Clouds and So Much More

  I cannot explain this except to say it involved ice crystals, the sun, and that fact that I looked up at the right moment. I was out in a dory for my first row of the season-- a quick solo spin before the blue skies of the early morning deteriorated completely. I was wearing a broad-brimmed hat and watching the horizon to keep the boat going straight(ish). When I wasn't looking at the horizon, I was looking at my oar blades and trying not to dig or sky them. And, without anyone on the tiller, I was constantly turning around to look behind me to avoid hitting the pilings, channel markers, mooring buoys. Of all the things to hit, the mooring buoy was the best choice.
  As soon as I cleared the inner inlet, I paused to look up. What I saw was a horizontal "rainbow" covering a ninety-degree swath of the sky. Except it wasn't raining. When I got home, I went immediately to Michael Allaby's Encyclopedia of Weather and Climate (an actual book, not a website) and under "optical phenomenon," found an explanation.
   I had seen my first circumhorizontal arc. Allaby describes it as "brightly colored, horizontal band of light that is seen at an elevation of less than 32 degrees above the horizon when the Sun is a little more than 58 degrees above the horizon. The light is caused by the reflection and refraction  of light from ice crystals with vertical axes. The light enters the crystals through their vertical faces and leaves through their horizontal faces. The band of light displays the colors of the spectrum with red at the top."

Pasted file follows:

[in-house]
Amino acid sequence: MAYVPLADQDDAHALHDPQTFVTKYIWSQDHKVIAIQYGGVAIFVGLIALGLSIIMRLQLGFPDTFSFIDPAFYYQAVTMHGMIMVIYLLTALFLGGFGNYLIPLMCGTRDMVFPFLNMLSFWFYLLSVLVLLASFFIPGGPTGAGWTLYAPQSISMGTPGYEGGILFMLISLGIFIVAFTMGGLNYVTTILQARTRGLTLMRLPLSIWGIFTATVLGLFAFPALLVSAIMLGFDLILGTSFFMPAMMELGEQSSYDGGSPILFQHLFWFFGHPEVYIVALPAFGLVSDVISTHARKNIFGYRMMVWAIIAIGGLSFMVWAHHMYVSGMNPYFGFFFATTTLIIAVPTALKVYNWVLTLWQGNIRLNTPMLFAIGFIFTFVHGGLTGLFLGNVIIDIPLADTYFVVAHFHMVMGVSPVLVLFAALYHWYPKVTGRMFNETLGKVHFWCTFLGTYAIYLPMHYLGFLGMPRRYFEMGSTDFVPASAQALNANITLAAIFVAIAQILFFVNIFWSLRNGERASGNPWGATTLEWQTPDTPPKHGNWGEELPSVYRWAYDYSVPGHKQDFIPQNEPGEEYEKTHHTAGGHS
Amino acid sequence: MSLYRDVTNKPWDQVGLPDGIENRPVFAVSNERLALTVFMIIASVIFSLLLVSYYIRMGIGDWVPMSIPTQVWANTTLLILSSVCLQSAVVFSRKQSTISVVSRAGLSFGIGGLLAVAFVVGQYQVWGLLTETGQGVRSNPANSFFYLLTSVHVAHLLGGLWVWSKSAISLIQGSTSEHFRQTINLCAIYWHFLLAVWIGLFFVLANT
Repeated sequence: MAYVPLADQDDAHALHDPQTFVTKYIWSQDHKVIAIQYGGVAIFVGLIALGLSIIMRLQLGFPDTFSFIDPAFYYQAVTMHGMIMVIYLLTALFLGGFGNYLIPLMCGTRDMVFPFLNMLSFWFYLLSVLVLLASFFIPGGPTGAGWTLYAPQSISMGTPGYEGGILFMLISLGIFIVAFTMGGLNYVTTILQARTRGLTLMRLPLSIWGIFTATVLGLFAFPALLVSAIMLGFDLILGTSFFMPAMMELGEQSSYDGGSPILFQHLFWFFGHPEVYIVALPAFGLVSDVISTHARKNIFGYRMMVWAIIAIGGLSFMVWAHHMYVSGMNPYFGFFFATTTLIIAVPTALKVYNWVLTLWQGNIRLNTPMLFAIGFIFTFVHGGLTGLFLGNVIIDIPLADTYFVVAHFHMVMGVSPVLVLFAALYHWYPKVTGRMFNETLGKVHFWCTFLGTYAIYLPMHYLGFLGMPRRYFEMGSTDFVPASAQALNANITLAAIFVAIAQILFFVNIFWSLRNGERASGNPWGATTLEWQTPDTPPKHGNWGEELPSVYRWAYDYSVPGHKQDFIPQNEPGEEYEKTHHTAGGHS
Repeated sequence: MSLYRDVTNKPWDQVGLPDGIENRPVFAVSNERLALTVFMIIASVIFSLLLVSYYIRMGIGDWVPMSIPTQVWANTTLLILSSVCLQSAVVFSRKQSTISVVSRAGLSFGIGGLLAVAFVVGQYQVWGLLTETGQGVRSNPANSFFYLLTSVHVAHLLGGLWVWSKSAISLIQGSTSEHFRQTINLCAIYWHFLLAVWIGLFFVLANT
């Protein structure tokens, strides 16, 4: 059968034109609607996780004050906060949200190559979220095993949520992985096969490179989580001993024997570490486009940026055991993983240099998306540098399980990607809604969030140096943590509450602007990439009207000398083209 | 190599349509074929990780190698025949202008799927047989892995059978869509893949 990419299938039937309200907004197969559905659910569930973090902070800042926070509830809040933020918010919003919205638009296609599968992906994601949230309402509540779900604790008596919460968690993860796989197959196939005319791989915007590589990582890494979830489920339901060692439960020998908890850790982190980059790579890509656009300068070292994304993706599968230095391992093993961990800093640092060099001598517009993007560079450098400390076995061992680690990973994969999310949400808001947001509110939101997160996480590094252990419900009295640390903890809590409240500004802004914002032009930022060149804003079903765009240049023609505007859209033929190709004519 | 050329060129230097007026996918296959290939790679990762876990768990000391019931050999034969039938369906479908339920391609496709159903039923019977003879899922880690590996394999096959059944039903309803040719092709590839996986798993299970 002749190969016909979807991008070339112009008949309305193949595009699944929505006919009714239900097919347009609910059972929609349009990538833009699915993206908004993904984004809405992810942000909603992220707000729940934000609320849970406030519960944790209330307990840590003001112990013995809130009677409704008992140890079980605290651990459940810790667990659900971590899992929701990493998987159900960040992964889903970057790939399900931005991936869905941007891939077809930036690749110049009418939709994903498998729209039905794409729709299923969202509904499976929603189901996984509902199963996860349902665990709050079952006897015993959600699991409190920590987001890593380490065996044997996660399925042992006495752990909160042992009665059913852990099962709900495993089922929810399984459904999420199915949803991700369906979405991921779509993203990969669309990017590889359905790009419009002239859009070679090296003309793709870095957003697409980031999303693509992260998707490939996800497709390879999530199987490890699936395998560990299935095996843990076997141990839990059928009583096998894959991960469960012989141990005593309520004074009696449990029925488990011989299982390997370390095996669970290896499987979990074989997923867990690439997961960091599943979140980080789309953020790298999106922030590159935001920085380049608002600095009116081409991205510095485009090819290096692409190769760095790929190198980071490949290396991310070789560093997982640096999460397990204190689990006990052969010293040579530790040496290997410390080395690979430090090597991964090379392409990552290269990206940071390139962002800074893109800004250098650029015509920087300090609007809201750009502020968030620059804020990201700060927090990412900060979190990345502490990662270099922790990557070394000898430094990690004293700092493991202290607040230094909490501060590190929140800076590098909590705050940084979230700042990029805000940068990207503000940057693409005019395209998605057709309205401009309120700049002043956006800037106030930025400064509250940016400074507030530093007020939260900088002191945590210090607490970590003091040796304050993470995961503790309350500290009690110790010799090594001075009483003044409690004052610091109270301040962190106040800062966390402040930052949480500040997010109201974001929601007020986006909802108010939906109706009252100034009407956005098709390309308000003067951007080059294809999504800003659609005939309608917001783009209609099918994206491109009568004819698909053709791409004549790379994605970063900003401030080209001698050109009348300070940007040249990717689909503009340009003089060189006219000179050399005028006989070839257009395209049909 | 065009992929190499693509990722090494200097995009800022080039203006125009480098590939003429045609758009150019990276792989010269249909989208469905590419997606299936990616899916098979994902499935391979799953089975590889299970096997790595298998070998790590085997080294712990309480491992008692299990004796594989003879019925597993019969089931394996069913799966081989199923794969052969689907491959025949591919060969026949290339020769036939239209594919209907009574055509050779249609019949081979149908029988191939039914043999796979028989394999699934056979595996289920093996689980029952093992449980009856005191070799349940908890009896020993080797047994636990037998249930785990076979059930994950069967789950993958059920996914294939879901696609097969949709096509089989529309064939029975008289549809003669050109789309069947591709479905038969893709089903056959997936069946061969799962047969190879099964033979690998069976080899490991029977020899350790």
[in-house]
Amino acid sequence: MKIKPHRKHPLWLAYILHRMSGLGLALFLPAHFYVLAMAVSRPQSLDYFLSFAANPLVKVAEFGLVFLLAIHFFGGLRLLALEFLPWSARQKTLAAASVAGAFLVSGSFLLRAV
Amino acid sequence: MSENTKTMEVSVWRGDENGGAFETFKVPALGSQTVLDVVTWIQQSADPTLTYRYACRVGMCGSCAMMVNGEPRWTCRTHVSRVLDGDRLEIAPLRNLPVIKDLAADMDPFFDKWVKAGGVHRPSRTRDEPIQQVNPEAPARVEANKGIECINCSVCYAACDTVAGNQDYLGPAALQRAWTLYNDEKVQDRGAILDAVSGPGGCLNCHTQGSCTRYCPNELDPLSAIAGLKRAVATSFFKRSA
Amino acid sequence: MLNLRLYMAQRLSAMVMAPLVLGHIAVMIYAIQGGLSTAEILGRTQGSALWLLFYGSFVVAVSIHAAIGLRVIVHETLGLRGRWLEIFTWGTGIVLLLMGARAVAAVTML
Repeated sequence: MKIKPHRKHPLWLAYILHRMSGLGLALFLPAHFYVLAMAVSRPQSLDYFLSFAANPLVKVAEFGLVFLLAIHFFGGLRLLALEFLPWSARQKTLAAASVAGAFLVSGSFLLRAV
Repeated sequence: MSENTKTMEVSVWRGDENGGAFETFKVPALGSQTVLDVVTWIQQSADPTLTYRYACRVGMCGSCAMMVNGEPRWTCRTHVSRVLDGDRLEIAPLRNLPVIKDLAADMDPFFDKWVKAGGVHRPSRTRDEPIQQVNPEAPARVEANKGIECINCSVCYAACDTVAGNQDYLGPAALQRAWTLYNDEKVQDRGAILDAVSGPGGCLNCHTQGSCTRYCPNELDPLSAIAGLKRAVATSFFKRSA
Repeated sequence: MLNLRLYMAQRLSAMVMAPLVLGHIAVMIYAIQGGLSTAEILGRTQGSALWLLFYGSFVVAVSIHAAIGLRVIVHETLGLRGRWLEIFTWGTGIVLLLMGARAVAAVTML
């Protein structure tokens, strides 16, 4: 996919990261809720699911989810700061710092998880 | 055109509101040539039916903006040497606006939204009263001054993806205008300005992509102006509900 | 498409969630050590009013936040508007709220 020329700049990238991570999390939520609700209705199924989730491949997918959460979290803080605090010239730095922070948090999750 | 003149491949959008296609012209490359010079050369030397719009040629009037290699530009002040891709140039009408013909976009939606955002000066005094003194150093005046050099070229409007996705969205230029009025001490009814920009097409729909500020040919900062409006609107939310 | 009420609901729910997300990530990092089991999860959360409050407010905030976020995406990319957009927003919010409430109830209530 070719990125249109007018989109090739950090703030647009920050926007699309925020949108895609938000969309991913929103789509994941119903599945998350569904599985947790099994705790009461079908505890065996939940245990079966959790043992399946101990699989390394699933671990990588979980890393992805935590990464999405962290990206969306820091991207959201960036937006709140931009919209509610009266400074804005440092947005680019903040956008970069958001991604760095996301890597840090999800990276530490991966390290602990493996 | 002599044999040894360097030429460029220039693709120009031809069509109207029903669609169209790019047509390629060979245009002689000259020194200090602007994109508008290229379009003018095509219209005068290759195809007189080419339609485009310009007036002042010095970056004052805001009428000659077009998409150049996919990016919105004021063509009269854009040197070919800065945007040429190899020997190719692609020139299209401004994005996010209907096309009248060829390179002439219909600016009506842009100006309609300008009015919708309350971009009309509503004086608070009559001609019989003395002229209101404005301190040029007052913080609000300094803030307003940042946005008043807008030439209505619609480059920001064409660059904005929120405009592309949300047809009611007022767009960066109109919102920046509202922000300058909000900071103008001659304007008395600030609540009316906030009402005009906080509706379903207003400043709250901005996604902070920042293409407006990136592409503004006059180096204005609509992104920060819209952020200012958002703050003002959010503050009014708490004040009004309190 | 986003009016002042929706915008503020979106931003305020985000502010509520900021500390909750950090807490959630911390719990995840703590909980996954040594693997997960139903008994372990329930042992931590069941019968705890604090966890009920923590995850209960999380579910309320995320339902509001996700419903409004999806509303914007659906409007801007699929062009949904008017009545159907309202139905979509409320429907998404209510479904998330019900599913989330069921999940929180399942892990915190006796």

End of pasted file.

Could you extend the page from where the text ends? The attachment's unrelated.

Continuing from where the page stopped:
I've been spending more time with Alfred Stieglitz's photographs of clouds--hundreds of them in the 1920s. What is at first striking about his photographs is that they are not in color and do not always include a frame of reference (horizon line, landscape features). He exhibited many of his cloud photographs "sideways" or "up side down" intentionally to increase the abstract, non-representational qualities of his subject. Though a meteorologist or savvy cloudwatcher might argue otherwise, this photograph could have been taken from below (on the ground) or above (from a plane) and could be oriented most any way.